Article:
As an alumna of Gadjah Mada University (UGM), in particular the School of Social and Political Sciences, I am proud of my juniors, sexual abuse survivors, who spoke up about their cases and began something that would be a good change in one of Indonesia’s oldest universities.
Next year, UGM will be 70 years old. The old central building, the Gedung Pusat, still stands gracefully, but the campus has also seen rapid changes. Last year, I went there and did not recognize my own school.
Besides having President Joko “Jokowi” Widodo among the alumni, the university has produced many other people who champion human rights and gender equality. I’m proud to call many of them my friends.
Now, it’s time for UGM to lead the change in how campuses in Indonesia deal with sexual abuses within their jurisdiction. Don’t hush victims; encourage them. Don’t blame the victims and sweep the reports under UGM’s ancient rug. Listen to the demands of students, UGM’s bright young people who would preserve the grace of Gedung Pusat while making the world better.
UGM has a chance to make history and the time is now.
The university student press, Balairung, reported on Monday about a social and political sciences student who said she was sexually attacked while sleeping fully clothed and wearing her headscarf by a fellow student during a community service assignment (KKN) in Maluku in June last year.
In less than 24 hours, a petition on change.org, which demanded UGM punish the alleged perpetrator, garnered about 60,000 signatures.
The case was under investigation by an independent team from UGM since late last year and the team recommended punishment for the perpetrator, identified only as HS, and help for the victim. HS had to write a letter of apology signed by the parents and to get mandatory counseling designed for sexual abusers.
However, the victim and many who support her find the punishment to be too lenient; they demand that HS be expelled. Tri Hayuning Tyas, the investigation team’s coordinator, told Balairung the team lacked legal ground to recommend the university expel HS.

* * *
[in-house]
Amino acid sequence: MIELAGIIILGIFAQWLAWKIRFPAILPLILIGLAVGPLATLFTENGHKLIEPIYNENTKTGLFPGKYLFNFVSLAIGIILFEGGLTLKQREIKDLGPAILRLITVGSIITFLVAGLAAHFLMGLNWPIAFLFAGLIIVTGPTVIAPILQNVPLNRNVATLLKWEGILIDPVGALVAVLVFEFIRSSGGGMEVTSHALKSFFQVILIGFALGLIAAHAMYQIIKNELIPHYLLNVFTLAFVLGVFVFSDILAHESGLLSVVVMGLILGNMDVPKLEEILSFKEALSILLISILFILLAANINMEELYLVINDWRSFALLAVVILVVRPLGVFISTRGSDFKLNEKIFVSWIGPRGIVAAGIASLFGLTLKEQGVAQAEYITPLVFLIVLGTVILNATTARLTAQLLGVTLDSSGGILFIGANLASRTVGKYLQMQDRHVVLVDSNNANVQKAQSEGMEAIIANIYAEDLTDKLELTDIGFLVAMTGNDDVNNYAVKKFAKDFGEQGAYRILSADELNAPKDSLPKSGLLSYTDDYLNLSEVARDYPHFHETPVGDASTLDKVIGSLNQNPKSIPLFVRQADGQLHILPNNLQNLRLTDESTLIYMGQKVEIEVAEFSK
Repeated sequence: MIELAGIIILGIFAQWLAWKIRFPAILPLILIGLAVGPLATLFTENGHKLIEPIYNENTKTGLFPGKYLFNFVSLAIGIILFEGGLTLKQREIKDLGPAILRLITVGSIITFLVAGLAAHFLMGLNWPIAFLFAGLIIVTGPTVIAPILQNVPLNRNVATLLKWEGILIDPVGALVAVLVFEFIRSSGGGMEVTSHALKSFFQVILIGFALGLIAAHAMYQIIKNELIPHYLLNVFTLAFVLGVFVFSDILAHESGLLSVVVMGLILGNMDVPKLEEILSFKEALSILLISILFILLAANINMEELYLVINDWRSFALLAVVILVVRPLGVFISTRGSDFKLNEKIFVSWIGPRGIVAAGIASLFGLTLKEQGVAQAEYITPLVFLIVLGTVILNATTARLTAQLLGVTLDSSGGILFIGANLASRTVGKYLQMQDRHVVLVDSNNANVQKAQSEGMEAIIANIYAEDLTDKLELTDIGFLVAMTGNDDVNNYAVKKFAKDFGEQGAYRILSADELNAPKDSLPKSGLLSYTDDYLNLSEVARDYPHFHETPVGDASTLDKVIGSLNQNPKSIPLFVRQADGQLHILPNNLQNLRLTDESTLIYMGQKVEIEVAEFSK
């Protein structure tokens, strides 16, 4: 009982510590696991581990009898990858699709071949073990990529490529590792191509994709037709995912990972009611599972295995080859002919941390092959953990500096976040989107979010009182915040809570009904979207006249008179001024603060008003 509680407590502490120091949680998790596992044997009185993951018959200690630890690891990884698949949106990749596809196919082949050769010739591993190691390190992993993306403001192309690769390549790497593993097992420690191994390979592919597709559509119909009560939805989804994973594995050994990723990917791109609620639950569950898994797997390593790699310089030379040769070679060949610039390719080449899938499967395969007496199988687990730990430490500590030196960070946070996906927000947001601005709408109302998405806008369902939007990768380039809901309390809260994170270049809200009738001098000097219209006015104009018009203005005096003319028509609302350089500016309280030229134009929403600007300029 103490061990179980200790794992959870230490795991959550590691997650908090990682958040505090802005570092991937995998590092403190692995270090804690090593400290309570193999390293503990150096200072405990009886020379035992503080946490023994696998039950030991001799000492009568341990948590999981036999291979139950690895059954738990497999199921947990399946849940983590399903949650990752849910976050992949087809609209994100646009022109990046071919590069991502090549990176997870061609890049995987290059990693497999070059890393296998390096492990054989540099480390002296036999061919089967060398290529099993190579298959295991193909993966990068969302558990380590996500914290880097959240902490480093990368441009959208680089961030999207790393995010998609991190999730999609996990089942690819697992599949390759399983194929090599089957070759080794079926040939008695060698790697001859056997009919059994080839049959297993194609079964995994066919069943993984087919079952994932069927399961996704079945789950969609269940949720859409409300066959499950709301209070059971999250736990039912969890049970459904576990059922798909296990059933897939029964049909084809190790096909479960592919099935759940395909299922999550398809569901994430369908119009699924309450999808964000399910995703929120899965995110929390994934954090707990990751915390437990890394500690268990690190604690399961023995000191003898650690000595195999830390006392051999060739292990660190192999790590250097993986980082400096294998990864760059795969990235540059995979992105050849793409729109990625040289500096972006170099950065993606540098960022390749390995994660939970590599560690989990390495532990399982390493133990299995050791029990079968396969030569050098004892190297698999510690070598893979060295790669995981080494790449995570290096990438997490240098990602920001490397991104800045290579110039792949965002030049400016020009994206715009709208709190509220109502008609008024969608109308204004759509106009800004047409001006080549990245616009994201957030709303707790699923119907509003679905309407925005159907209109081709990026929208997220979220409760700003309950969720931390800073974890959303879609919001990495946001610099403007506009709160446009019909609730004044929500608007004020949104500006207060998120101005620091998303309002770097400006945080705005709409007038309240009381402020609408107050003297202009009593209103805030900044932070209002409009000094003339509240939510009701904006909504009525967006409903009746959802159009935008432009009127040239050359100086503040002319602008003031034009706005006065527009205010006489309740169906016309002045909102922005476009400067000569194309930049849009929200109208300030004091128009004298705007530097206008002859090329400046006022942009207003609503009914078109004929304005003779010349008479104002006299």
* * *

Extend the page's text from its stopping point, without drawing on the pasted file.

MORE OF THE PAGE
Many were also angry that the victim had to strive at length to secure recognition that she was indeed raped. She said the perpetrator put his fingers into her genitals, which according to the National Commission on Violence Against Women’s definition of sexual violence, was rape.
Her friends had encouraged her to report her case to the community service supervisor. The supervisor decided to send HS back to Yogyakarta, but also blamed the victim for what happened. One university official even told her to “repent”, she said.
Months later, the victim learned she got a C for the assignment, while others got As or Bs. The KKN supervisor and others in charge of the program agreed to give her a C because both HS and the victim had “contributed to that incident”, which embarrassed UGM in front of the locals.
Two years ago, I met a sexual abuse survivor from UGM. She was a brave woman who wanted me to write her story that she was abused by a social and political sciences lecturer whom she respected and admired. Her lecturer is my senior and I know him. He then headed the school’s International Relations Department.
She decided to report him to the school after she heard other victims had spoken out; he was no longer the department head and an investigation team was formed.
Debates among campus officials ensued about what the school and the university should do about the lecturer. He was not fired; the survivor said she once ran into him in the basement parking lot. “I don’t think he should still have been on campus. How would his other victims react when they see him?” she told me. As of Nov. 7, I haven’t heard if he was dismissed from his position as a lecturer.
At the same time, however, I saw some positive progress in my alma mater. Sexual abuse at UGM surely already occurred years ago, but none of the cases were ever made public, let alone investigated.
During my years at UGM in the 1990s, I could not imagine that a student reporting such a powerful lecturer would get support from other lecturers. The patriarchy was even stronger then and, honestly, I could not imagine fellow student journalists writing pieces with a strong victim perspective like the one Balairung did. Feminism had begun at UGM, but most students were not as well versed about gender equality as they are now.
One disclaimer though: I feel optimistic that changes are coming to UGM and my alma mater could be the institution at the forefront of these changes because I know some of the lecturers at the school.
These women and men are perceptive enough to know that times have changed, so UGM must change too. They are people who want to make UGM a safe educational institution. They are people who want UGM to be a true educational institution, meaning it has the responsibility to teach the students (and the lecturers, too), that touching other people’s bodies without their permission is sexual abuse and a well-respected institution like UGM should not tolerate abusers.
I am certain UGM can rise to the occasion and be a shining example for other universities to make campuses safe spaces free of sexual abuse.
Disclaimer: The opinions expressed in this article are those of the author and do not reflect the official stance of The Jakarta Post.